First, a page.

We have all gotten phone calls at dinnertime, shanghaied at the mall or answered a few questions online, all in the name of public opinion. In fact, it seems everywhere we turn there is a new survey, poll or focus group available to participate in. Surveys are used in every imaginable way, from customer service satisfaction, quality control, employee satisfaction, politics and entertainment. These surveys, focus groups or polls are all used to demonstrate a trend in the general public s thoughts and behaviors. The goal is, with a large enough sample of people, surveyors can calculate and predict how the public will react.
Surveyors and analyzers base all their predictions on the average. Surveys that are used quantitatively (calculated mathematically) can be placed into a mathematical statistics calculator and determine how many people will do a certain thing. Without getting into the practical details of statistics, know that most survey questions are quantitative and can be calculated mathematically.
These are some of the places and ways surveys are used in everyday life.
Places of Employment
Employers will often send out surveys to employees to gain anonymous insight to their thoughts and feelings about the company. Employers can then adjust rules, policies and procedures accordingly. Frequently, simple surveys are used in conjunction with customer service satisfaction. Restaurants or hotels will ask guests to fill out a small form inquiring about the service provided, and what you did and didn t like about your visit.
All major companies like Kraft, Kellogg, Dove, etc. use focus groups and surveys to determine consumer trends. Focus groups and surveys go hand and hand. Surveyors ask questions about what kind of products you buy and how much you are willing to spend. This gives companies an idea about where their target market is and how much the average person is willing to spend on products. All new products put on the market go through some kind of consumer focus group.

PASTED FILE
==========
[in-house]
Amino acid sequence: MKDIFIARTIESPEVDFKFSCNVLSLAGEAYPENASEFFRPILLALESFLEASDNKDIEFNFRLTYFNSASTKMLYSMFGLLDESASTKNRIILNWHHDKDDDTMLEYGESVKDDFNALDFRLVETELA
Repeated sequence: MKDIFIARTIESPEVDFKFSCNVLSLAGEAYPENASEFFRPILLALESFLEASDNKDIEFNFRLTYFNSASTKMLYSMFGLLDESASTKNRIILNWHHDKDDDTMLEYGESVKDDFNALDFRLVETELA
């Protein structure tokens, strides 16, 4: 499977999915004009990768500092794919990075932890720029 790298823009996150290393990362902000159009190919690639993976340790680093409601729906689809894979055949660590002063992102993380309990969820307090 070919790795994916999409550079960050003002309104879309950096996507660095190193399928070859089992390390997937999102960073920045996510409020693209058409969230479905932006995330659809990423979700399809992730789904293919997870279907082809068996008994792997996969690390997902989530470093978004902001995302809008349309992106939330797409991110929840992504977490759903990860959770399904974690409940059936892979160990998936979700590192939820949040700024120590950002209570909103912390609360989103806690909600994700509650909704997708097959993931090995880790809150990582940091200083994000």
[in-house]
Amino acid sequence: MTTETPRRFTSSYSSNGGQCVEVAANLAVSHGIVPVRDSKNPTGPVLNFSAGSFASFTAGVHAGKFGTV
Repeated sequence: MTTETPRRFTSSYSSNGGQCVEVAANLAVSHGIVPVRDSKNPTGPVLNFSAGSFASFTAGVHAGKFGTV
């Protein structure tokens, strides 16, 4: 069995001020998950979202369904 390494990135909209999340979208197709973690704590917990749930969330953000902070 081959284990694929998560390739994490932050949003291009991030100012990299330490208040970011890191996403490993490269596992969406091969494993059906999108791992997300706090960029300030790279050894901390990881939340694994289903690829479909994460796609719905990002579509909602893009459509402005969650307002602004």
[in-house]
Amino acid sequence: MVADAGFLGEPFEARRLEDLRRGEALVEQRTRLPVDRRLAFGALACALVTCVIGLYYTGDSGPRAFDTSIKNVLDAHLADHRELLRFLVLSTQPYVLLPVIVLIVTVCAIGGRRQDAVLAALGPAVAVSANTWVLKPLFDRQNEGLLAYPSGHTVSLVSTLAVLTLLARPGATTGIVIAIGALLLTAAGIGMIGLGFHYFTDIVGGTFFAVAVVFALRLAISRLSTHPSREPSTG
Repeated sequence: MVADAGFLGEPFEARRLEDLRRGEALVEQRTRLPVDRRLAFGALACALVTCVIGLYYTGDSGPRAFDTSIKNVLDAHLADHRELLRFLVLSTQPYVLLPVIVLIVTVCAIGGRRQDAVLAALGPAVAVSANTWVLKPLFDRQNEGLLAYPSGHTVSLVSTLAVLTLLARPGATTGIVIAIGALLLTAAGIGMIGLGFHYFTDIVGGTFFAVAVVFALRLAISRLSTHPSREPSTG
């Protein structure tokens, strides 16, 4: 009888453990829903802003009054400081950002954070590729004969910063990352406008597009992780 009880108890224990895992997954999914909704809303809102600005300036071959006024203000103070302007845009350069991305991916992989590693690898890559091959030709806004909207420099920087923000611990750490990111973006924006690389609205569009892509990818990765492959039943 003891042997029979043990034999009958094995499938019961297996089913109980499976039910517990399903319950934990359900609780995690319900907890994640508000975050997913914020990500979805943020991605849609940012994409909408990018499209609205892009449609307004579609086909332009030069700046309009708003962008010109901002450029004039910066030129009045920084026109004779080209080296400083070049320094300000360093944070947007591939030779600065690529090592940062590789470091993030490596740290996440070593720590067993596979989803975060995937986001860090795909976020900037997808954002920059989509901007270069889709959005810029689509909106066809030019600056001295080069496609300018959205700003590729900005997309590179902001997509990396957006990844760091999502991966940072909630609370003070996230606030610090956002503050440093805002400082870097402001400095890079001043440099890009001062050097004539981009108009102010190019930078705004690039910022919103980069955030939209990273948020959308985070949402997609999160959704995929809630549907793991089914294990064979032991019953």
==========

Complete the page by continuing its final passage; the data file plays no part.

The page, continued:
No movie or television show is released before it goes through a focus group. These are called screenings. In a screening production, studios show a focus group a new movie or TV show then ask them questions about what they thought of these programs. Many studios will take the public s opinion into account and adjust a program accordingly depending on the audience they are trying to reach. If the studio is screening a children s show, and the focus group of parents say they would not let their children watch that program, it s safe to assume the show will not go on the air without major rewrites.
In these screenings, especially television screenings, the focus group will fill out a survey about the show and about what kind of consumer products they would buy. With these surveys, the advertising department can deduce what kind of products the people that like the show would buy, then they will establish affiliations with these products.
Political surveys become more prevalent in election years. Pollsters try to predict the outcome of political races by conducting surveys or polls. They will often target people in specific groups like party affiliations, minorities or income levels to determine which candidate will win.
Pollsters feel if they get a large enough sample of people, then they can accurately predict the outcome. Although there are very scientific procedures associated with calculating the polls, it is not a fail-safe science. Surveys are only as good as the people taking them. If surveyors do not get a representative sample of their target market, the predicted trends may be misleading.
So What s the Point?
Surveys are a complicated way to create simple answers. The general public doesn t want to know how the evening news acquired the information they just want to know the numbers about presidential approval ratings, or what percentage of high income families go to McDonalds. Surveys are a complicated, behind the scenes process that affect our everyday lives, we just don t realize it.